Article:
NEW ORLEANS -- Tom Thibodeau gets so excited, so nervous, so into the game that his team is involved in that his right hand usually shakes continuously during the game.
For the veteran coach, the constant motion in his hand must serve as a type of stress reliever; he so desperately wants his team to do well that the twitch must ease the nerves just a little bit. After the Bulls gave up 53 points to the New Orleans Hornets in the first half, those nerves had to be frazzled.
In the final game of a two-week, five-game road trip, his team looked like it was ready to pack it in and go home. But Thibodeau wouldn't allow his players to settle for anything less than the high standard he has set for them. They made the proper adjustments in the second half and limited the Hornets to just 35 points for the rest of the game, proving once again that this Bulls team has completely bought into the defensive principles that the veteran coach has been selling since he was hired in the summer.
"We take pride in our defense," Thibodeau said after his team's 97-88 win. "And we know that to be a really good team and to be the type of team we want to be we have to be consistent with that. We're still not where we want to be and there's a lot of work to do, and you never have it all figured out, so it's something that we've got to work on every day. We got to keep trying to build the habits that allow us to be successful so when you go on the road, or the nights in which you're not shooting well, you still have a chance to win. The Utah game I thought our defense was a lot better. And I thought tonight our defense was solid, but we still have a lot of work to do in that area."
Pride may not even be the right word as far as Thibodeau is concerned when describing how he feels about his team's defense. Passion may be more like it. He realizes that his team is learning how to shut down games on the defensive end of the floor, and he enjoys the progression that it's making.
That's why he is so demonstrative on the sideline and seems as if any minute he could barrel on the floor. That's why his hand shakes. Thibodeau knows the big secret in the NBA -- he knows that if you want to win championships, you've got to be able to play defense. While the Bulls may not be at that kind of level yet, he knows they are on the right track. So do his players.
"We have a lot of confidence," Bulls forward Luol Deng said. "We know our first thing is defense. Our offense is fine, we're going to score, we got guys that can put the ball in the hoop. But when our defense is there we're really tough to beat and we're starting to realize that. And we've been playing great D. I thought we had two games that we didn't play great D, but like I said before, even when we lost two games, it's no time to panic. It's no point in worrying, we've been playing great and things like that are going to happen. It's a long season."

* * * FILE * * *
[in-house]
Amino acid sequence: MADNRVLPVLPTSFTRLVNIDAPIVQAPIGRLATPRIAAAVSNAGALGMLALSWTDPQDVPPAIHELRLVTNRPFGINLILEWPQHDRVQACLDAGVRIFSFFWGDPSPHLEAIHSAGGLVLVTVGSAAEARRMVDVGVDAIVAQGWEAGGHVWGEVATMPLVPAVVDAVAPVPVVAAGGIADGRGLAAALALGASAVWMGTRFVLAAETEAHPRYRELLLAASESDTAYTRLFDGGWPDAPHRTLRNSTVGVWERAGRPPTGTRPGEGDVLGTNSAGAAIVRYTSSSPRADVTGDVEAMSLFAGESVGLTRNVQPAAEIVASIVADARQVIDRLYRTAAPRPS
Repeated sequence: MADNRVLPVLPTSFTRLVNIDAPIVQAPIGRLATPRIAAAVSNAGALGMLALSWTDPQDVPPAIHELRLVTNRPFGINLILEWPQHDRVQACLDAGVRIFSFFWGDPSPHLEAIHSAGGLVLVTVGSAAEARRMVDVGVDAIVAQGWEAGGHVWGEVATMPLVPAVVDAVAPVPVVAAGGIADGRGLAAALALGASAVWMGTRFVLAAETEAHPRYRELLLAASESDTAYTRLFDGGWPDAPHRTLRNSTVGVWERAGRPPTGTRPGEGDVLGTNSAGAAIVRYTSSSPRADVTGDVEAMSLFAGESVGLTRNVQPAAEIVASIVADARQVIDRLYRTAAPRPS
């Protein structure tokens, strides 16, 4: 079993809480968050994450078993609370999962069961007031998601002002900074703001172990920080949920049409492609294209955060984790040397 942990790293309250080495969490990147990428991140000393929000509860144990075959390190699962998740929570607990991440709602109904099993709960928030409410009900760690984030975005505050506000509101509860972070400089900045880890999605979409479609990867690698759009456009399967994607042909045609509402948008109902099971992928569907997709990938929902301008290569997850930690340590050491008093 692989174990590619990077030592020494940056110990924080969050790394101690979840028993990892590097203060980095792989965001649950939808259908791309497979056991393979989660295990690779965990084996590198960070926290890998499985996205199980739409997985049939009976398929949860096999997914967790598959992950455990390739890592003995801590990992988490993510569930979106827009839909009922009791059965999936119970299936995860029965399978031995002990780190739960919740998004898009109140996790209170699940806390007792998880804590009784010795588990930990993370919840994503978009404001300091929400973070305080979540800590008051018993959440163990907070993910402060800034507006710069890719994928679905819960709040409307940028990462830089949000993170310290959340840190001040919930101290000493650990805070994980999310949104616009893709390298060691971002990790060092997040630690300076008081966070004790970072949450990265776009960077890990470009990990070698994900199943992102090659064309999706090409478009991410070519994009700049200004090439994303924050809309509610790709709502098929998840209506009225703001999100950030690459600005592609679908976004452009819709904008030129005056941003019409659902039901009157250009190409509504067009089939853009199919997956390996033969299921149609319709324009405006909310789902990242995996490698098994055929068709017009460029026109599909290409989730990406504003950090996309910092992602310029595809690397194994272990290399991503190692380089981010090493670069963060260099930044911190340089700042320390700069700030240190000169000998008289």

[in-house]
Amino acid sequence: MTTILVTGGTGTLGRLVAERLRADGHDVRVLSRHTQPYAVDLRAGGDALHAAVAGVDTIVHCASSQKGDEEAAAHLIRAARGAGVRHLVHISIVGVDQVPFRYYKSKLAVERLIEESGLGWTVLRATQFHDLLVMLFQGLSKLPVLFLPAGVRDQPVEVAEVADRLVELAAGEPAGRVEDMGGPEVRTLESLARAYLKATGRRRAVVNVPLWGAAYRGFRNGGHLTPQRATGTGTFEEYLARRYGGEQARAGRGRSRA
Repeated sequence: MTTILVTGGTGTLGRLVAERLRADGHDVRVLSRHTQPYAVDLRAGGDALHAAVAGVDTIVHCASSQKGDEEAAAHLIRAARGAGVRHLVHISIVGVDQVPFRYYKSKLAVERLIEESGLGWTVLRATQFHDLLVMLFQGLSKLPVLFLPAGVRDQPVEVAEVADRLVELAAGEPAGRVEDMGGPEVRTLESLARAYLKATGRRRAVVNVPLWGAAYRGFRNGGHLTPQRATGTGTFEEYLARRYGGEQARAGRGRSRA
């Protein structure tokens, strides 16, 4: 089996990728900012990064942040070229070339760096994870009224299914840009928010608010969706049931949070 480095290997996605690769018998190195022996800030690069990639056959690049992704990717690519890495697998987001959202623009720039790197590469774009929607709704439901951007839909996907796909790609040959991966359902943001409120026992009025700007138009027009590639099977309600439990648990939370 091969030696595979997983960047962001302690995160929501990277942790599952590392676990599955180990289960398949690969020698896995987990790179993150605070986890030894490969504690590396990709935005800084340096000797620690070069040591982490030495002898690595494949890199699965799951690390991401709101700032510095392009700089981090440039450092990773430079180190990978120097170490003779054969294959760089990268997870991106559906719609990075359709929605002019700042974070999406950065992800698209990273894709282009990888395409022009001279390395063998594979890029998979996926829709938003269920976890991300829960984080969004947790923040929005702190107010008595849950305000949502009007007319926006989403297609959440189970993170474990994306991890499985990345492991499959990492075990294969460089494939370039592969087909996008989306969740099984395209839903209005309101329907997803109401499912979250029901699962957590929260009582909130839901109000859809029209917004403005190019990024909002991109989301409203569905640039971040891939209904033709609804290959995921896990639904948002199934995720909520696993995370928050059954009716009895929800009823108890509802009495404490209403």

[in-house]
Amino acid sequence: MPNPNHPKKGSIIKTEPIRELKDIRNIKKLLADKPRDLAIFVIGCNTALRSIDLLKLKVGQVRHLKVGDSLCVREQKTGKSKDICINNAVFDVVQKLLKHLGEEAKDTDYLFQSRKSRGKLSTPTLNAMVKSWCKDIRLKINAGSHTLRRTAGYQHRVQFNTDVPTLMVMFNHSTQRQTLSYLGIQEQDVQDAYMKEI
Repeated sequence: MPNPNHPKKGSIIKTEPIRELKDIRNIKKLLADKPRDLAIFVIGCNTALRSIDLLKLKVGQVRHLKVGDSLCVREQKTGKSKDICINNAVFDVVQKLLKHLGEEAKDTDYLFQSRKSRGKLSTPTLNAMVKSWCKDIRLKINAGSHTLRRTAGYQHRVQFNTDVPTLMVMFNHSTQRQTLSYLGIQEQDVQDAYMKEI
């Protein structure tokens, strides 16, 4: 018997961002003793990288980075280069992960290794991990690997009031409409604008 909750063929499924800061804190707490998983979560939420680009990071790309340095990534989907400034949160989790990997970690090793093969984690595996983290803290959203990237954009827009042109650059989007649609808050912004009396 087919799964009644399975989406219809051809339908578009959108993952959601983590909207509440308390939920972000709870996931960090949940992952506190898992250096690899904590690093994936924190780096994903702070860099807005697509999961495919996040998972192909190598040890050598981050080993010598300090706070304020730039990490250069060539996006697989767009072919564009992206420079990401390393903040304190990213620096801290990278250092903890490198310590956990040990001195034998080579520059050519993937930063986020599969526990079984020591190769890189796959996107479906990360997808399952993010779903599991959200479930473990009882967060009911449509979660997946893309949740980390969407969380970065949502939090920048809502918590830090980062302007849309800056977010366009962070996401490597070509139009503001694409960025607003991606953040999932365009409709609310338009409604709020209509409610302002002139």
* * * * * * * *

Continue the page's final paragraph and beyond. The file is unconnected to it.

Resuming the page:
The confidence the players have in their defense speaks volumes to the way they have listened to Thibodeau throughout the season.
"With Thibs, you don't get complacent," Bulls guard Ronnie Brewer said. "You're always trying to work to get better. You're never really content where you're at, so every day we work on it and it can always get better. So that's our motive and that's how we approach every game."
In terms of approach, nobody has seemed more focused on the defensive end more than Derrick Rose over the past two games. After being called out by Portland swingman Nicolas Batum on Monday night for his lack of defense, Rose has stopped Utah guard Deron Williams and New Orleans guard Chris Paul in consecutive games. The pair was just a combined 8-for-23 in both games. While Rose has continuously tried to downplay the comments, there's little doubt they had an impact on him.
"I'm not even paying attention to what [Batum] said," Rose said. "I know that with our defense and the way we've been playing, I'm not worried about that. With our defense, we over-help with everything so if one guy is out of place our whole defense is out of place. And we've just been getting on right page right now, getting on the right rhythm, where a guy is driving we're stepping in front taking charges trying to go for the block. And in the Portland game and the other game that we lost [against Golden State] we weren't doing that."
Now they are. But you can bet that Thibodeau, ever the perfectionist, won't let his team rest on its laurels. Or the fact they just completed another West Coast trip with a winning record.
"We're not caught up in the record as much as we are looking at where we are," Thibodeau said. "And are we getting better? And are we improving? And are we making the necessary steps? And we feel if we do the right things the results will take care of themselves. We feel that we're a lot better than we were a month ago and we know that to be a really good team that we're going to have to continue to improve as we go forward."